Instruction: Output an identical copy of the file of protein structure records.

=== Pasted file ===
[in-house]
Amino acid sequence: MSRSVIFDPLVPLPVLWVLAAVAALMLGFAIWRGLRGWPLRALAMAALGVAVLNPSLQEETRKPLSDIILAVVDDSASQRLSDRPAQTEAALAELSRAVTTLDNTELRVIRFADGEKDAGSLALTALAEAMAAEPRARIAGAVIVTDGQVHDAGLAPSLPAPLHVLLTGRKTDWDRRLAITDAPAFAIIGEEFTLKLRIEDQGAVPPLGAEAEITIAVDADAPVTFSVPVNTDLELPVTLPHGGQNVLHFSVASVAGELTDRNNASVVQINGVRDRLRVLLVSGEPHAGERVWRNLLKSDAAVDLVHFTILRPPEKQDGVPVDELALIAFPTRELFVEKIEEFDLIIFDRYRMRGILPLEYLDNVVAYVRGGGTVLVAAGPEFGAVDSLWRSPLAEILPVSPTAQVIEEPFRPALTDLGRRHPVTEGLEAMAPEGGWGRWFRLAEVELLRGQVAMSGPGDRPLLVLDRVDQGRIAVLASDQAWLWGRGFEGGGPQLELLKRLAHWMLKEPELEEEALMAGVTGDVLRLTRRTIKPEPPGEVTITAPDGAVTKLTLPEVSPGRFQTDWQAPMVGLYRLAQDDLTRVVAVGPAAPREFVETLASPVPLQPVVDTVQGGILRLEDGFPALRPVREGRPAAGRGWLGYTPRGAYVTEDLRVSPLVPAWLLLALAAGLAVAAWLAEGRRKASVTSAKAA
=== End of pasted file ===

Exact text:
[in-house]
Amino acid sequence: MSRSVIFDPLVPLPVLWVLAAVAALMLGFAIWRGLRGWPLRALAMAALGVAVLNPSLQEETRKPLSDIILAVVDDSASQRLSDRPAQTEAALAELSRAVTTLDNTELRVIRFADGEKDAGSLALTALAEAMAAEPRARIAGAVIVTDGQVHDAGLAPSLPAPLHVLLTGRKTDWDRRLAITDAPAFAIIGEEFTLKLRIEDQGAVPPLGAEAEITIAVDADAPVTFSVPVNTDLELPVTLPHGGQNVLHFSVASVAGELTDRNNASVVQINGVRDRLRVLLVSGEPHAGERVWRNLLKSDAAVDLVHFTILRPPEKQDGVPVDELALIAFPTRELFVEKIEEFDLIIFDRYRMRGILPLEYLDNVVAYVRGGGTVLVAAGPEFGAVDSLWRSPLAEILPVSPTAQVIEEPFRPALTDLGRRHPVTEGLEAMAPEGGWGRWFRLAEVELLRGQVAMSGPGDRPLLVLDRVDQGRIAVLASDQAWLWGRGFEGGGPQLELLKRLAHWMLKEPELEEEALMAGVTGDVLRLTRRTIKPEPPGEVTITAPDGAVTKLTLPEVSPGRFQTDWQAPMVGLYRLAQDDLTRVVAVGPAAPREFVETLASPVPLQPVVDTVQGGILRLEDGFPALRPVREGRPAAGRGWLGYTPRGAYVTEDLRVSPLVPAWLLLALAAGLAVAAWLAEGRRKASVTSAKAA